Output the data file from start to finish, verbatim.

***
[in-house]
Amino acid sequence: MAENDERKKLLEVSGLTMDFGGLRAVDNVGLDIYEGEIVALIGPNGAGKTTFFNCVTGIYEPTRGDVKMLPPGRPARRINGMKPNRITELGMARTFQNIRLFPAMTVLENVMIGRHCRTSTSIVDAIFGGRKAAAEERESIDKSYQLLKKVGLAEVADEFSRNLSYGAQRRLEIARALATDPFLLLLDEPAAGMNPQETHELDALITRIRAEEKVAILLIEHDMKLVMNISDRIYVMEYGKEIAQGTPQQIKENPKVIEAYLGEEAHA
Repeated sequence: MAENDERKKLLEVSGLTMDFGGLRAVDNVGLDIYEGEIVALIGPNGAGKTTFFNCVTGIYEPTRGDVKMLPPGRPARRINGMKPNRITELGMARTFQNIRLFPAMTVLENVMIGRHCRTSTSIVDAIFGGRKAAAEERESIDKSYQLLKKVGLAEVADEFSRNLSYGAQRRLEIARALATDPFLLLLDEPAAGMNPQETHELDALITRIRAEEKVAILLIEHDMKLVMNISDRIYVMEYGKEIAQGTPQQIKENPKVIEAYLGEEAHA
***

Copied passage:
[in-house]
Amino acid sequence: MAENDERKKLLEVSGLTMDFGGLRAVDNVGLDIYEGEIVALIGPNGAGKTTFFNCVTGIYEPTRGDVKMLPPGRPARRINGMKPNRITELGMARTFQNIRLFPAMTVLENVMIGRHCRTSTSIVDAIFGGRKAAAEERESIDKSYQLLKKVGLAEVADEFSRNLSYGAQRRLEIARALATDPFLLLLDEPAAGMNPQETHELDALITRIRAEEKVAILLIEHDMKLVMNISDRIYVMEYGKEIAQGTPQQIKENPKVIEAYLGEEAHA
Repeated sequence: MAENDERKKLLEVSGLTMDFGGLRAVDNVGLDIYEGEIVALIGPNGAGKTTFFNCVTGIYEPTRGDVKMLPPGRPARRINGMKPNRITELGMARTFQNIRLFPAMTVLENVMIGRHCRTSTSIVDAIFGGRKAAAEERESIDKSYQLLKKVGLAEVADEFSRNLSYGAQRRLEIARALATDPFLLLLDEPAAGMNPQETHELDALITRIRAEEKVAILLIEHDMKLVMNISDRIYVMEYGKEIAQGTPQQIKENPKVIEAYLGEEAHA